Zombies, okay. The living dead. Chew-the-face. Once upon a time in Russia, this guy Viktor Schlevosky had a theory for writing called “defamiliarization” that all this talk of the “walking dead” reminded me of.
He starts with an anecdote: a guy is dusting his living room like he does once a week. He dusts every surface and then looks back at the one end table and can’t remember if he’s already dusted it or not. It’s as if that action had never been, Schlevosky writes, even if he did dust it.
The way we perceive the things that we do and see every day can become a habit, something unconsciously automatic. If we don’t recover that consciousness, we become, literally, the walking dead.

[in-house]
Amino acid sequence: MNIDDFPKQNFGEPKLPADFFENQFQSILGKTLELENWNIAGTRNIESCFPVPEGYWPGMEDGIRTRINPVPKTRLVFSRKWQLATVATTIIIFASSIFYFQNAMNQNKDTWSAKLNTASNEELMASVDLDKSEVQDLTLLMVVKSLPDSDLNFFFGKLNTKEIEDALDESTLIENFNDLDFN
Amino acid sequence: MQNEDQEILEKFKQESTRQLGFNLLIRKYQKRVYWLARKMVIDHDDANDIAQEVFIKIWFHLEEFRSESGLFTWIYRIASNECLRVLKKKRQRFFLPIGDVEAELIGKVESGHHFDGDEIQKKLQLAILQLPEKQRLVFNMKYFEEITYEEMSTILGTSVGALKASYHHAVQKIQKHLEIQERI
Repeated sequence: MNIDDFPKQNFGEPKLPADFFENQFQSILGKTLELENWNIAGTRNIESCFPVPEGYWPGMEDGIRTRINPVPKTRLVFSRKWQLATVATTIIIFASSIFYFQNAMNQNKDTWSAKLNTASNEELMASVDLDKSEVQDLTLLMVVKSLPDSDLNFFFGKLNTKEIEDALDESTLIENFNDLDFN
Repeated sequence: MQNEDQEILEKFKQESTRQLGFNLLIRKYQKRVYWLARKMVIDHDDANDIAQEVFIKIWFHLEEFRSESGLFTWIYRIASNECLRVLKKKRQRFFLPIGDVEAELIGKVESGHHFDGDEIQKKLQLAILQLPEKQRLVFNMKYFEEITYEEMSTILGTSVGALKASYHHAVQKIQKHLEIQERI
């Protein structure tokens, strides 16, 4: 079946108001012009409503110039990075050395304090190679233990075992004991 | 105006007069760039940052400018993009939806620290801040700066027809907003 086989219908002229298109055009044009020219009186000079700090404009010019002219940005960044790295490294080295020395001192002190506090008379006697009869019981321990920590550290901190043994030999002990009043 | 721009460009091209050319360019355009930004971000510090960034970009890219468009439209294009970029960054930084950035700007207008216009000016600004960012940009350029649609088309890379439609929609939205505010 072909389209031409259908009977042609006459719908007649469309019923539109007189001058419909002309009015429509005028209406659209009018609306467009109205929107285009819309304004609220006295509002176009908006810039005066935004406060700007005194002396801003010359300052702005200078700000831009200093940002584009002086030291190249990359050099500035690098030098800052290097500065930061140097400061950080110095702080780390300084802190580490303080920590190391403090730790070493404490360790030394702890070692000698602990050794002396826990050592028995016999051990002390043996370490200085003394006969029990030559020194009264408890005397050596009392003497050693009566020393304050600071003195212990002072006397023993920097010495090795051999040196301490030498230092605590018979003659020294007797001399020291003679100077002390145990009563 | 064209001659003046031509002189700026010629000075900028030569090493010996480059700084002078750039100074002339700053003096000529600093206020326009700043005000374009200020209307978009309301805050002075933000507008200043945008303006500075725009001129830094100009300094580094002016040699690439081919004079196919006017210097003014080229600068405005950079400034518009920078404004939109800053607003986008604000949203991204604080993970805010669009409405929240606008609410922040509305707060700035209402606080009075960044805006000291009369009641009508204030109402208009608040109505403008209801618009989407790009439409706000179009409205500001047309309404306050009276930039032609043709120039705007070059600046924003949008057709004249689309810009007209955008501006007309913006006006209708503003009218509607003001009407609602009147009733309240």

There is a solution, Ol’ Sclevy’ says: “art exists that one may recover the sensation of life; it exists to make one feel things, to make the stone stony.” The way to do this is to defamiliarize the world, too look at it as if you’re a martian, or through the eyes of a dog, etc. Imagine explaining the color “blue” to an alien.
Have you ever seen a light show through a sheet of rain?
Here’s how to avoid the Zombie Apocalypse: Take a step outside of your own little world. Find a different lens. And live.